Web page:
Concordia Chamber Players
Please join us for the 2005-2006 season as we celebrate the 250th anniversary of Mozart’s (1756-1791) birth. To open our season we are again able to offer you, through the graciousness of the Nakashima Peace Foundation, the magic of experiencing glorious chamber music in the serenity of the late George Nakashima’s Studio on Sunday, Oct. 9 at 3:00 PM. Featured on this program will be harpist, Barbara Allen, principal harpist of the American Ballet Company and flutist, Janet Arms, flutist of the New York City Opera. Our program will include the Mozart flute Quartet, the well loved Debussy Trio for harp, flute and viola along with the Roussel Serenade. This is a fund raising event for Concordia and seating is limited, so please get your tickets in advance.
For the main body of the season I have featured three of my favorite chamber works of Mozart. On the first concert, Nov. 13th you will have the opportunity to hear Mozart’s profound masterpiece – the String Quintet in G Minor, K.516. Mozart, who was known to have a special fondness for the viola, was the first to use this unique orchestration of 2 violas, a model that would be used by many other composers. This program will open with a work written recently by Pulitzer Prize Winning composer, John Corigliano entitled “Fancy on a Bach Air”. This short but powerful work features the solo cello in homage to Bach’s beloved Solo Cello Suites. The second half will feature the eclectic, extraordinary, harpsichordist, Kenneth Cooper. Kenneth has selected, as he puts it “Forces of Nature” for solo harpsichord as well as the virtuosic Sonata for viola and harpsichord in C minor by WF Bach. I am pleased to introduce two new violists to our audience on this program: Dan Panner, principal violist of the New York City Opera and member of the Mendohlssohn String Quartet and world renowned chamber musician, Maria Lambros.
Our next concert, Jan. 29, 2006, which falls very close to Mozart’s exact birthdate of Jan. 27, 1756 will feature my favorite of all Mozart’s chamber works, his Quintet in A major for Clarinet and Strings, K. 581. To open this program you will hear a work by another Pulitzer Prize winning composer, Aaron Jay Kernis, his Homage to Mozart- “a little traveling music”. You see, Mozart was in such demand all across Europe that much of his writing had to be completed while traveling in bumpy carriage rides thus the title. Closing this program will be the “Storm”, the String Quintet in C major, Opus 29 by Beethoven. This work was greatly inspired by Mozart, most obviously in the instrumental configuration of 2 violas. The performers on this program will be: Carmit Zori and Peter Winograd, violin, Dan Panner and Robert Rinehart, viola, Mark Kassower – cello and the wonderful Todd Palmer – clarinet.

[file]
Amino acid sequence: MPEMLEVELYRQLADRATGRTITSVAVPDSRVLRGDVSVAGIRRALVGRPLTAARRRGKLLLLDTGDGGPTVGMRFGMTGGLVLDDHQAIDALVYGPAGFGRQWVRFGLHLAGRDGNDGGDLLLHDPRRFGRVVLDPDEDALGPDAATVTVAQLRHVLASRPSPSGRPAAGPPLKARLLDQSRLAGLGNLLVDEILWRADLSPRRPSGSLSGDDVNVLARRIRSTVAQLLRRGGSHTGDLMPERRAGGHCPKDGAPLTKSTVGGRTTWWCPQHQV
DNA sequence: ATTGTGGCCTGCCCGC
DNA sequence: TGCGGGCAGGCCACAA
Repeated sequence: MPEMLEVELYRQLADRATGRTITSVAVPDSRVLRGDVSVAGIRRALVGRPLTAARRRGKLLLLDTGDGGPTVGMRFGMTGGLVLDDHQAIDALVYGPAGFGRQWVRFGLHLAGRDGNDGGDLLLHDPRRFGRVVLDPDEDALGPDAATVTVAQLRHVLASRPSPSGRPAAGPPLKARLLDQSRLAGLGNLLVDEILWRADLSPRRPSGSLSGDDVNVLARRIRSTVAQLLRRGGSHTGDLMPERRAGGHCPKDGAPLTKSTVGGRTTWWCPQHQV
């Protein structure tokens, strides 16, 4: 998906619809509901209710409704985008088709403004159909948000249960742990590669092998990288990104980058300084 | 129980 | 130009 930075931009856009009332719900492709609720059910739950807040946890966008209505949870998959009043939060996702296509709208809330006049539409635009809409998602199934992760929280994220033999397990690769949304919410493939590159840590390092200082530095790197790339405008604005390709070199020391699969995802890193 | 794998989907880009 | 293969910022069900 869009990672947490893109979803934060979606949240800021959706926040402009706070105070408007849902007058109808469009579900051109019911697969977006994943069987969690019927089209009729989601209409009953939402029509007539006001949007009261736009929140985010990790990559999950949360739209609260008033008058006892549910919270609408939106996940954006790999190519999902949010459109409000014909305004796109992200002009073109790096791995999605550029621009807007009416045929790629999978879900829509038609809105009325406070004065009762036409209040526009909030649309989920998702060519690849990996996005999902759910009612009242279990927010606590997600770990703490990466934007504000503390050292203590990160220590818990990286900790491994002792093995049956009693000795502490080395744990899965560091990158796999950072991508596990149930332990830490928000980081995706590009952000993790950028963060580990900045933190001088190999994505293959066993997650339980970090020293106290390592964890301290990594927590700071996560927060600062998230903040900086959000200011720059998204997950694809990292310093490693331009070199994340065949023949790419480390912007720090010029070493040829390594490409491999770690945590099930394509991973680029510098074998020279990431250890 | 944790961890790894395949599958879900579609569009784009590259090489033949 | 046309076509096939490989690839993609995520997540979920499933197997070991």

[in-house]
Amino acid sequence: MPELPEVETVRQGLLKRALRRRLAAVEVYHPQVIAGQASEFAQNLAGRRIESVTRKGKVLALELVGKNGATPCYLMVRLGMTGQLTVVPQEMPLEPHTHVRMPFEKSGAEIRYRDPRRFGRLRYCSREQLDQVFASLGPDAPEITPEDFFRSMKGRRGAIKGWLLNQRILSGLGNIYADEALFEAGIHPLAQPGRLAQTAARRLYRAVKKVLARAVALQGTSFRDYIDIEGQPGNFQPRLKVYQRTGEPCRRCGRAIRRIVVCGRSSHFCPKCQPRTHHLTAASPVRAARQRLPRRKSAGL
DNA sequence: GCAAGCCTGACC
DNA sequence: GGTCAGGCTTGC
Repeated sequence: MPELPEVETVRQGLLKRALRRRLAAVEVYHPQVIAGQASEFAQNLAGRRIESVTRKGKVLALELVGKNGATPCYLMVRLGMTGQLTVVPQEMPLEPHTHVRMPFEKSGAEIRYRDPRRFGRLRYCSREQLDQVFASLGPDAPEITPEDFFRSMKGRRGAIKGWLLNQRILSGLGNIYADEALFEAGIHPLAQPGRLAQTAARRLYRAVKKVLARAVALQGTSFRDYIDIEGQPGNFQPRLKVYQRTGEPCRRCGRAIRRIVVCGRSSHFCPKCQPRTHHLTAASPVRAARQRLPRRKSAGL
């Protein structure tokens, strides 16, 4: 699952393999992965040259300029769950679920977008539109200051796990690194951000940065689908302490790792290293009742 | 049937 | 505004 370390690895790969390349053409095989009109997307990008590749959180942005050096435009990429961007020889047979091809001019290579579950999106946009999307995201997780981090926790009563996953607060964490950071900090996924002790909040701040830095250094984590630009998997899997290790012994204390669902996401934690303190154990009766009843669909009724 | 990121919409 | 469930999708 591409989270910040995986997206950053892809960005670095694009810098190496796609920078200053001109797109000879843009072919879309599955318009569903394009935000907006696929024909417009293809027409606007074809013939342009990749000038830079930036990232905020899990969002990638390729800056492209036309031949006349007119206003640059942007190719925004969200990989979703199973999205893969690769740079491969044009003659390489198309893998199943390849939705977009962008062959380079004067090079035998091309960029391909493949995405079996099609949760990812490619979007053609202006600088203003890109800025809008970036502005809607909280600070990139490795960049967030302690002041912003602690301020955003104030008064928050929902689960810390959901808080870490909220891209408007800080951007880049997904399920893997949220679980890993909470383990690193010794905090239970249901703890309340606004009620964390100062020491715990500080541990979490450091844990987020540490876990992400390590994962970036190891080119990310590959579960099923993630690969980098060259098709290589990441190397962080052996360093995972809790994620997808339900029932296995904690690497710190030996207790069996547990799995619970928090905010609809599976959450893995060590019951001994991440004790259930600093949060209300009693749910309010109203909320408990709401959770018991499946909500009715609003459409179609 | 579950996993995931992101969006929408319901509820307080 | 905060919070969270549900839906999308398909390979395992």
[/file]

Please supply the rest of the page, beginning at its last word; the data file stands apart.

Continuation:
Our closing concert will take flight with Haydn’s “Lark” Quartet, Opus 64, No. 5, written in 1790 when Haydn was 58 years of age and Mozart was already nearing his death in 1791. This format of writing for string quartet, introduced by Haydn, had a huge influence on Mozart not to mention all other composers to follow. I have selected the “Kegelstatt” trio for piano, viola and clarinet as the featured work of Mozart not only for its shear beauty but because I believe the viola and the clarinet were both very close to Mozart’s heart. Kegelstatt refers to the old fashioned game of “skittles” rumored to have been what Mozart was playing while composing this work. Though I’m sure he was brilliant at multi-tasking, it is believed to be a mistake that this work was given that name but it has stuck nonetheless. Closing this concert and our season will be the gorgeous Piano Quintet in A major by Edward Elgar (1857-1934). Elgar completed this work in 1918 and his considered to be one of his greatest achievements. This concert will again feature Todd Palmer on clarinet along with Peter Winograd and Catarina Szepes on violin, Dan Panner on viola, James Wilson on cello and Gail Niwa on piano.
As some of you may know, my family and I recently moved to the West Coast where my husband, Mark Talbott, heads the Stanford University squash program. Most recently, I was offered a one year appointment as associate principal cellist of the San Francisco Symphony beginning this September. I am honored and thrilled to have this position as well as the opportunity to work with such great musicians. Unfortunately, it means I cannot always be in New Hope. However, my heart will always be there and I know the level of music making will be of the highest caliber which you have come to expect from us. Looking forward to seeing all of you again and sharing those magical moments that only chamber music can bring, I thank you in advance for all continued support,